Neuropathies are amongst the most common of the long-term complications of diabetes, affecting up to 50% of patients. Their clinical features vary immensely and patients may present with a wide spectrum of specialties, from neurology to urology, for example, or from cardiology to podiatry. Neuropathies are typically characterized by a progressive loss of nerve fibres which may affect both of the principal divisions of the peripheral nervous system. The epidemiology and natural history of the diabetic neuropathies remain poorly defined. The International Consensus Workshop in Toronto in 2009 arose from the fact that at the moment there are no clear, universally accepted guidelines regarding the definition of diabetic neuropathies. This has resulted in a massive variation in how neuropathy is diagnosed in different centres and countries. A preliminary summary report of the Toronto meeting was published in 2010. The series of papers published in this issue of Diabetes/Metabolism Research and Reviews are the detailed reports that came from each sub-group of this Consensus panel. These reviews cover the problems with definitions and classification of neuropathy, the management of painful neuropathy and then the sub-group of small fibre neuropathies. There are also 3 papers on the autonomic neuropathies, covering cardiovascular autonomic neuropathies, as well as other areas of the autonomic neuropathies including gastrointestinal, urogenital and pseudomotor neuropathies. This series of papers will give the reader detailed information on the diverse aspects of diabetic neuropathies, their measurement and management, and will also assist in the selection of appropriate measures of both autonomic and somatic nerve function in clinical trials. This is clearly work in progress as diagnostic criteria for diabetic neuropathies are likely to evolve with developments in the field.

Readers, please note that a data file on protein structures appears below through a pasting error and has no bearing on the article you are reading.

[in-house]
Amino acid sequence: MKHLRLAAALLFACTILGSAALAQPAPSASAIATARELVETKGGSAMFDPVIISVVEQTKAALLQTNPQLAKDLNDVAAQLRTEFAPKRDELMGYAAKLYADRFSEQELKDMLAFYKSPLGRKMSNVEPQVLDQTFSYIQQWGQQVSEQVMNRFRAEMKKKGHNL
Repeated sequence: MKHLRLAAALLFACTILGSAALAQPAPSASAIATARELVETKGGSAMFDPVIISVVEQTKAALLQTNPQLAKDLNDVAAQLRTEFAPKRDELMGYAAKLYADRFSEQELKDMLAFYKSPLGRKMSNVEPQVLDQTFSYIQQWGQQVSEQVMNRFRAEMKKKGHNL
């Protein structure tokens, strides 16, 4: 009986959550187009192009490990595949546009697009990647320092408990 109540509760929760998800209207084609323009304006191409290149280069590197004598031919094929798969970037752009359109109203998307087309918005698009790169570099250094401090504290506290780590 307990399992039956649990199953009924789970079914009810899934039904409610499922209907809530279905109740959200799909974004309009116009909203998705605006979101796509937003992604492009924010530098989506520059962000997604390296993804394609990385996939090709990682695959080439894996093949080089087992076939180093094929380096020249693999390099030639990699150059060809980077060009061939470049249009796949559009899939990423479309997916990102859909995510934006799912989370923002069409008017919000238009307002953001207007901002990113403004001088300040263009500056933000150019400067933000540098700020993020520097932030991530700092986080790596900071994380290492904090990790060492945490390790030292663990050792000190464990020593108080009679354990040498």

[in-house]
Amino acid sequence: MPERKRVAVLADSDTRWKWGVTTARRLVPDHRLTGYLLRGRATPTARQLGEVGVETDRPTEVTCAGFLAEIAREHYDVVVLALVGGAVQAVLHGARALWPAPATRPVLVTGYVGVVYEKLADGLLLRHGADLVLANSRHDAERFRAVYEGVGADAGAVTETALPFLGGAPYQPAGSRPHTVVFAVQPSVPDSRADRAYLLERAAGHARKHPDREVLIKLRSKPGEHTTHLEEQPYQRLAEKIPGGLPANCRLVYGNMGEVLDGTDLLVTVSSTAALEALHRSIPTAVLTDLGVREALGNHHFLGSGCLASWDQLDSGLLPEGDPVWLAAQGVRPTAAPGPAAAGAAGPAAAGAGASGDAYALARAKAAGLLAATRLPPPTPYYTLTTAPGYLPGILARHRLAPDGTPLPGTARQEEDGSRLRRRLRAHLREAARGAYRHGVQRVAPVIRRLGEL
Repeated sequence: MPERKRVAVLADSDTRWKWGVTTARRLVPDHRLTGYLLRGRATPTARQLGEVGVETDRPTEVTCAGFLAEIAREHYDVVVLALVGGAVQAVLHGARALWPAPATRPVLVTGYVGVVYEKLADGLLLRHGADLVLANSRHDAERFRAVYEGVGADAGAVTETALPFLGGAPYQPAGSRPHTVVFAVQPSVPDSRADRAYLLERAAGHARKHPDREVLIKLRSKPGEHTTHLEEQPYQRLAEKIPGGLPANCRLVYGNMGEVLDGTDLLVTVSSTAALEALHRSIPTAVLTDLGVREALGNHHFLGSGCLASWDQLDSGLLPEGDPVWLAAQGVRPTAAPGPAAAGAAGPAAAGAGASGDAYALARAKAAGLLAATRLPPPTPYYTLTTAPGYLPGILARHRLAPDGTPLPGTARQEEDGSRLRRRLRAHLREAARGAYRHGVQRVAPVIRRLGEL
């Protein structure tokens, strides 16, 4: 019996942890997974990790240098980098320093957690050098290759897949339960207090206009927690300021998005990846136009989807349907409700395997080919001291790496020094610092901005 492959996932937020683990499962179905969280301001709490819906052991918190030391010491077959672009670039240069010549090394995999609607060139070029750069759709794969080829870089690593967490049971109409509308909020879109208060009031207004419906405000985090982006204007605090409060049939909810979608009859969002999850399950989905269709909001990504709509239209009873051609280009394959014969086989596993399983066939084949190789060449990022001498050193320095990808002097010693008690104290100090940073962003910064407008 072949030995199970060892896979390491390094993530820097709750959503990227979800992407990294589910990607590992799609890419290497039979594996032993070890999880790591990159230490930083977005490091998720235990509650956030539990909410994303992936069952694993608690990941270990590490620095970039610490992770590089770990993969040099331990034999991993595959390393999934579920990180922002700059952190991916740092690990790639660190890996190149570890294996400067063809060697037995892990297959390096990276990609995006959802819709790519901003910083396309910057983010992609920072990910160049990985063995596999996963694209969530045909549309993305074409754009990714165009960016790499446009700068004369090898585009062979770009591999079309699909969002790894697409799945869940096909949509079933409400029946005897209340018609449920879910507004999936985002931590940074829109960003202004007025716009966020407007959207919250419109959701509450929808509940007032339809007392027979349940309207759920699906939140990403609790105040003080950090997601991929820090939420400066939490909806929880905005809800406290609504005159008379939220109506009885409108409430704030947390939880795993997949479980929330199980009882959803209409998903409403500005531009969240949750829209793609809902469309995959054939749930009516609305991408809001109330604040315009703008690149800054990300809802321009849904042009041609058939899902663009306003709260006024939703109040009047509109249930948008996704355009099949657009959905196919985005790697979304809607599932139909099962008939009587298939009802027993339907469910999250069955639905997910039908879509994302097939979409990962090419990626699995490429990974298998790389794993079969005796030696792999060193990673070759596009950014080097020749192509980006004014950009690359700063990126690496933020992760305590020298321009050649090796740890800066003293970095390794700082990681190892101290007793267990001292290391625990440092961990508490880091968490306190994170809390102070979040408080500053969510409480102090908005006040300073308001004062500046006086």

Copyright © 2011 John Wiley & Sons, Ltd.